Padraig: Where are you based?
Brian Baylis: I guess technically La Mesa, not San Diego. We’ll call La Mesa headquarters.
Padraig: Is that where you grew up?
Brian Baylis: I grew up in initially in Burbank and from 10 or so lived in Huntington Beach. When I discovered cycling I was just graduating high school in Huntington Beach. I would call my hometown Huntington Beach.
Padraig: When did you move to San Diego?
Brian Baylis: The first time was in 1973. I moved to Carlsbad to work for Masi. My first out-of-town experience was when I moved to Carlsbad to work for Masi in 1973. I was working for a Rolls Royce dealership in Orange County when the job with Masi came up. I met Faliero Masi, the manager and Mario [Confente, head builder] and everybody at a race in Escondido in ’73. I was racing an Italian Masi. Faliero autographed my number. They were all watching the race. I got there right at the beginning. They had only made a few frames.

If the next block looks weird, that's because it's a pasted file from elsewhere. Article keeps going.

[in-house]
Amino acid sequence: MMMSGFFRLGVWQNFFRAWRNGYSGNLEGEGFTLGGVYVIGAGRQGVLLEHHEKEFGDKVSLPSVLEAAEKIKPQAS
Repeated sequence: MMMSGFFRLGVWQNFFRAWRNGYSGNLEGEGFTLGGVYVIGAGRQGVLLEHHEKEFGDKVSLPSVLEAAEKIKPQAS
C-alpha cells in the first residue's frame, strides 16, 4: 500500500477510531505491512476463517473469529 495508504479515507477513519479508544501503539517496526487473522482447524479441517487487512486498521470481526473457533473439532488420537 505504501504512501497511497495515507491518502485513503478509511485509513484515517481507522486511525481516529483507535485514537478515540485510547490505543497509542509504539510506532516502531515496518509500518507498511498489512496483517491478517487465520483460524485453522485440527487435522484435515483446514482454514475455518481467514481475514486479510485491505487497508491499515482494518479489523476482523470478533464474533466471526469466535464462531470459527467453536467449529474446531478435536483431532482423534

I asked, ‘You need anybody to work there?’ I had a delivery for Rolls Royce down there and I stopped in and filled out an application. Very shortly after that I got two of my friends jobs there. One was Mike Howard, the other was David Vander Linde, someone no one knows. I think he’s a geologist in Boston now. He got me into cycling. He was the bassist in a band I was in. He said get a bike and we’ll go for a bike tour. We ended up renting a house together—me, Howard and Vander Linde.
Padraig: What’s the riding like there (where you live now)?
Brian Baylis: It’s actually outstanding. If you go east, you go out in the mountains, up into Alpine and all those big climbs. And then you’ve got your coastal ride, down to Coronado and all that. The riding is fantastic, into the boonies or along with coast with all the tri guys. And it’s not really badly trafficked either. A lot of riding out east. We have a velodrome here as well. We have it all, whatever you want.
Padraig: How long have you been building?